How is disagreement over controversial moral and political issues “hate speech?” If it is then GQA’s position is “hate speech” because it disagrees with people who believe marriage should be defined in other ways. Calling people names or characterizing their arguments as “hate speech” is not good public discourse designed to discover the truth; it is bullying—the very thing GQA should be against.

If you remember my post, the clip I played had some back and forth on gay rights in it. I guess the GQA didn’t like hearing any ideas contrary to their own.

More:

The true motives of the GQA are revealed by what is not in the letter: the arguments made by Dr. Shermer in support of same sex marriage, arguments he made with great passion that elicited equal passion—on both sides of the issue—from the audience. If those in the GQA are so interested in advancing their position through sound reason and science—which was Dr. Shermer’s point—why would they not highlight the arguments offered in support of it? Instead, the GQA seems to think they have a right not to hear an opposing opinion lest they be challenged!

It’s a shame that those in GQA appear so uninterested in evidence.

Well, read the whole thing.

I think the letter from the gay activists and the response are particularly interesting, especially given what Dr. George Yancey said in his essay on educational dogma, which I talked about yesterday.

This:

For the dogmatic, ideas that violate the notions defended by education dogma are deemed “dangerous” and too much for the tender ears of our students. So in additional to shouting down speakers there have been calls for “trigger warnings” and “safe spaces” so that individuals do not have to listen to dangerous ideas. The true danger of these ideas is their threat to certain dogmatic beliefs of our students. These students are unwilling to consider the possibly that they are wrong, or perhaps not as right as they might believe. .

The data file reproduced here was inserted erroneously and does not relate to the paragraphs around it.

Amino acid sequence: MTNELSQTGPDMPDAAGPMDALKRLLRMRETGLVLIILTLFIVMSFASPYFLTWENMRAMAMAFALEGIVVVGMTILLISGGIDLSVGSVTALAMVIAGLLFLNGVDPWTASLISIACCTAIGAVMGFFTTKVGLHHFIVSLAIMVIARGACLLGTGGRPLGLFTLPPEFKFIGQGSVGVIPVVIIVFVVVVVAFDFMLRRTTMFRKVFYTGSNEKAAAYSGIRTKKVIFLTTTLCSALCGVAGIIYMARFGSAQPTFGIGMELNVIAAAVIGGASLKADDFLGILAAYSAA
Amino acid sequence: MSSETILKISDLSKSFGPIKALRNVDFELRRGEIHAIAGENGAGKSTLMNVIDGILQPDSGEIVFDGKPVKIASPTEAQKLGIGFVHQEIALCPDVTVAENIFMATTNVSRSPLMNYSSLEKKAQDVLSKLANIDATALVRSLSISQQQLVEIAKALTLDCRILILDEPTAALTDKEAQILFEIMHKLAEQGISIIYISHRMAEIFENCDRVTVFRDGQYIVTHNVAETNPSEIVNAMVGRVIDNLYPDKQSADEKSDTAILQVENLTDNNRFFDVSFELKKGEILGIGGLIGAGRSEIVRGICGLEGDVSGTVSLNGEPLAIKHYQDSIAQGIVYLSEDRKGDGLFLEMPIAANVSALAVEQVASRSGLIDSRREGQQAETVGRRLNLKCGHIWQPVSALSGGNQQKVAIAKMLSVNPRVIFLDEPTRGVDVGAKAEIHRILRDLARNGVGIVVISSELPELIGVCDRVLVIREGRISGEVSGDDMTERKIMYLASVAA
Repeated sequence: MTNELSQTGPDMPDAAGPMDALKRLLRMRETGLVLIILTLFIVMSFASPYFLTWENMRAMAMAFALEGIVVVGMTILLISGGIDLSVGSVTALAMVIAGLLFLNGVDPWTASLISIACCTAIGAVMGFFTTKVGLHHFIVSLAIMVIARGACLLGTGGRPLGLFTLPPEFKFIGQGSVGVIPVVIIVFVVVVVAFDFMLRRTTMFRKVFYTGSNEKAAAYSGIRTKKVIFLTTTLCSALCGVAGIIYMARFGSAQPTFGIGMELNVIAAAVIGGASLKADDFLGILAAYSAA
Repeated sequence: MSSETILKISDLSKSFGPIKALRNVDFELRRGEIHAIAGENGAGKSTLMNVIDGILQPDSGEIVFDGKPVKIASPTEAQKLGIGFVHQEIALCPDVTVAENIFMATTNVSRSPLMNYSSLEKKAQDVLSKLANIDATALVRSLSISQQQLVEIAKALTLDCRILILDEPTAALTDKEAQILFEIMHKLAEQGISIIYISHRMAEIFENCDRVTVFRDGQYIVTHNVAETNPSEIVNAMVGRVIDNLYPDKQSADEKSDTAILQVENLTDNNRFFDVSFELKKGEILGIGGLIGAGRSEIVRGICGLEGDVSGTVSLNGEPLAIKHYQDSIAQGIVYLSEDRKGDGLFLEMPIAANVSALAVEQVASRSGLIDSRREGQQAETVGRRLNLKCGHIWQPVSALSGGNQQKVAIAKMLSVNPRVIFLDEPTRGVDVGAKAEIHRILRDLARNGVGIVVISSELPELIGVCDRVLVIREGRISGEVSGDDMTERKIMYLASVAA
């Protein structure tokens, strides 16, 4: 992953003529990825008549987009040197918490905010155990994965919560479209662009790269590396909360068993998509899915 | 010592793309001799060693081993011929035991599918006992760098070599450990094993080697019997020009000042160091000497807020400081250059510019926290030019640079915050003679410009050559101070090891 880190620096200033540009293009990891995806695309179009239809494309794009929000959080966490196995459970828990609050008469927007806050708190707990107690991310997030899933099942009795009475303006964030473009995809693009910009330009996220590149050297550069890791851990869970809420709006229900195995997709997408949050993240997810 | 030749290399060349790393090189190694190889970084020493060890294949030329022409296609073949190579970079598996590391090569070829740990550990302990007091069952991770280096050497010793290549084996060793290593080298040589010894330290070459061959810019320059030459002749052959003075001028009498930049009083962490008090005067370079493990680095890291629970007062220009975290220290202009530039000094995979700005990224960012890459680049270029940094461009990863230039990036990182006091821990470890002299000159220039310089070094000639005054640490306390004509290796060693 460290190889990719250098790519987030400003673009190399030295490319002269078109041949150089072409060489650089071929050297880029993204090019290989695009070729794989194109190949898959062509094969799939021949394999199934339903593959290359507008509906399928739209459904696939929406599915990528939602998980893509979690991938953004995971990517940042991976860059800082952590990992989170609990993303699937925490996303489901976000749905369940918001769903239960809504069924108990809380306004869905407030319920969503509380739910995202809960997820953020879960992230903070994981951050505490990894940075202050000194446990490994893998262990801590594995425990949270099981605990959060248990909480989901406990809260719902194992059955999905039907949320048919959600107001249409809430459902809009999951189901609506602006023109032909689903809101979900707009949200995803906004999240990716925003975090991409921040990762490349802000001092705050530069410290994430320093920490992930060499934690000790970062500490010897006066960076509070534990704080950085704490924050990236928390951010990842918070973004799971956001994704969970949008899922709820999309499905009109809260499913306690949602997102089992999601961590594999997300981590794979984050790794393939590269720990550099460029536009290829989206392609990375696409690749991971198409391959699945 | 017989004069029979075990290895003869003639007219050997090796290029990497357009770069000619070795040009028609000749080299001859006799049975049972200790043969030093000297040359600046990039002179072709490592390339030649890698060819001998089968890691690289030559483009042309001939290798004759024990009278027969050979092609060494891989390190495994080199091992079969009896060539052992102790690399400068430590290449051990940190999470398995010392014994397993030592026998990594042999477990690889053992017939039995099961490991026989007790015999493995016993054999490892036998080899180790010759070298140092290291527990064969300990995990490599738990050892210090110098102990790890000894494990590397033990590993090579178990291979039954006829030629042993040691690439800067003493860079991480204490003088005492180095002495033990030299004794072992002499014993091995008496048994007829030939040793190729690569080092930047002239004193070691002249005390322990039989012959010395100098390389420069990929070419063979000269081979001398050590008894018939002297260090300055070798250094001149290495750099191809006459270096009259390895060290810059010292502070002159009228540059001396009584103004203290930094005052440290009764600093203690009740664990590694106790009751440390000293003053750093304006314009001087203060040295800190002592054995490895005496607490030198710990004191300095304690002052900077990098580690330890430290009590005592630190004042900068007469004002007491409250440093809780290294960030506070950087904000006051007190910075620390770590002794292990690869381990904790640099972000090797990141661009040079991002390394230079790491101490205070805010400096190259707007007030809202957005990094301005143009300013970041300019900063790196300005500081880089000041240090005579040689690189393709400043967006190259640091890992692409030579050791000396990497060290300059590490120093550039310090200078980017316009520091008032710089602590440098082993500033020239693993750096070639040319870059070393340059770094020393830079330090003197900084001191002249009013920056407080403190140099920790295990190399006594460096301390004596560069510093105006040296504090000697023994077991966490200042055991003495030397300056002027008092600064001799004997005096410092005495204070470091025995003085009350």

And:

For all practical purposes the students saw the speaker as a heretic. The use of the term heretic can bring up images of torturing, imprisoning and killing of those who disagree. This is not occurring. However, it is reasonable to ask whether the seemingly restraint of the students from such drastic actions is due to their moral compass or to the fact that they do not have the social power to engage in such actions. Education dogma has led to attempting to kick offending businesses off campus, attempts to fire professors, and the official “shunning” of students who hold the “wrong ideas.” Those with education dogma do punish those who violate their beliefs to the highest extent possible given their current level of institutional powers.

Dr. Yancey was talking about a different group of college leftists, but I think that’s exactly what’s going on here, too. For now, it’s shouting down and writing letters and getting people fired (which actually happened to Turek, before). But will they stop there?

Filed under: News, , , , , , , , , , , , ,

Must you agree with a person who threatens to kill himself if you don’t?

The latest from Life Site News about Stanford’s University’s attempt to suppress a pro-natural-marriage group’s campus event.

Excerpt: